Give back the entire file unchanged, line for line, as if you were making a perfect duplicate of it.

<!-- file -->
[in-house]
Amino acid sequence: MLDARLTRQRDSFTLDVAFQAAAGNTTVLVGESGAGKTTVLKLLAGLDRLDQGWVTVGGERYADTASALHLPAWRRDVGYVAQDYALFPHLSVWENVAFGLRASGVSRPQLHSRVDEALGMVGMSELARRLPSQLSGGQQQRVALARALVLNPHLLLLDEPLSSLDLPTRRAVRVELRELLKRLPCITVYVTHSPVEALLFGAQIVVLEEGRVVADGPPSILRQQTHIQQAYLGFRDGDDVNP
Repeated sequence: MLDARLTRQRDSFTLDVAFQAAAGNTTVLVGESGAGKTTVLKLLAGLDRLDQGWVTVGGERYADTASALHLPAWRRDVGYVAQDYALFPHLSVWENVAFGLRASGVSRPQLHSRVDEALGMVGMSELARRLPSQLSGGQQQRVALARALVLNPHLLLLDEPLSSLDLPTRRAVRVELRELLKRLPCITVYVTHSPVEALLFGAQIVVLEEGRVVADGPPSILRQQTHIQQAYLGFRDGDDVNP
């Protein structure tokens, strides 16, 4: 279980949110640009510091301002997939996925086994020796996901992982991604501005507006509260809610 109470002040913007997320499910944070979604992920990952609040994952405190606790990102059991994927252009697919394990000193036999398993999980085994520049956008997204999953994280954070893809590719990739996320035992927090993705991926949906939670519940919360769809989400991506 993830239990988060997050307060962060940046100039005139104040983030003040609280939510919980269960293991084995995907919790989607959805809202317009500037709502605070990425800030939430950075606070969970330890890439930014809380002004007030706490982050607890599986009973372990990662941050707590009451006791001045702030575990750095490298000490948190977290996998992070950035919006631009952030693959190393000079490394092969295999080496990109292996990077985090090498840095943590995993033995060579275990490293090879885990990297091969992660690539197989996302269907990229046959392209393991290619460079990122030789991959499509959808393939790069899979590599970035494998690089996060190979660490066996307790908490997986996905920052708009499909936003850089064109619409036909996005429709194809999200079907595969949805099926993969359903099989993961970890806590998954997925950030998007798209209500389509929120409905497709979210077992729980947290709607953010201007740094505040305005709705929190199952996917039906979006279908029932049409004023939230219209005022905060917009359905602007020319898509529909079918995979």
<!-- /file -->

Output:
[in-house]
Amino acid sequence: MLDARLTRQRDSFTLDVAFQAAAGNTTVLVGESGAGKTTVLKLLAGLDRLDQGWVTVGGERYADTASALHLPAWRRDVGYVAQDYALFPHLSVWENVAFGLRASGVSRPQLHSRVDEALGMVGMSELARRLPSQLSGGQQQRVALARALVLNPHLLLLDEPLSSLDLPTRRAVRVELRELLKRLPCITVYVTHSPVEALLFGAQIVVLEEGRVVADGPPSILRQQTHIQQAYLGFRDGDDVNP
Repeated sequence: MLDARLTRQRDSFTLDVAFQAAAGNTTVLVGESGAGKTTVLKLLAGLDRLDQGWVTVGGERYADTASALHLPAWRRDVGYVAQDYALFPHLSVWENVAFGLRASGVSRPQLHSRVDEALGMVGMSELARRLPSQLSGGQQQRVALARALVLNPHLLLLDEPLSSLDLPTRRAVRVELRELLKRLPCITVYVTHSPVEALLFGAQIVVLEEGRVVADGPPSILRQQTHIQQAYLGFRDGDDVNP
């Protein structure tokens, strides 16, 4: 279980949110640009510091301002997939996925086994020796996901992982991604501005507006509260809610 109470002040913007997320499910944070979604992920990952609040994952405190606790990102059991994927252009697919394990000193036999398993999980085994520049956008997204999953994280954070893809590719990739996320035992927090993705991926949906939670519940919360769809989400991506 993830239990988060997050307060962060940046100039005139104040983030003040609280939510919980269960293991084995995907919790989607959805809202317009500037709502605070990425800030939430950075606070969970330890890439930014809380002004007030706490982050607890599986009973372990990662941050707590009451006791001045702030575990750095490298000490948190977290996998992070950035919006631009952030693959190393000079490394092969295999080496990109292996990077985090090498840095943590995993033995060579275990490293090879885990990297091969992660690539197989996302269907990229046959392209393991290619460079990122030789991959499509959808393939790069899979590599970035494998690089996060190979660490066996307790908490997986996905920052708009499909936003850089064109619409036909996005429709194809999200079907595969949805099926993969359903099989993961970890806590998954997925950030998007798209209500389509929120409905497709979210077992729980947290709607953010201007740094505040305005709705929190199952996917039906979006279908029932049409004023939230219209005022905060917009359905602007020319898509529909079918995979």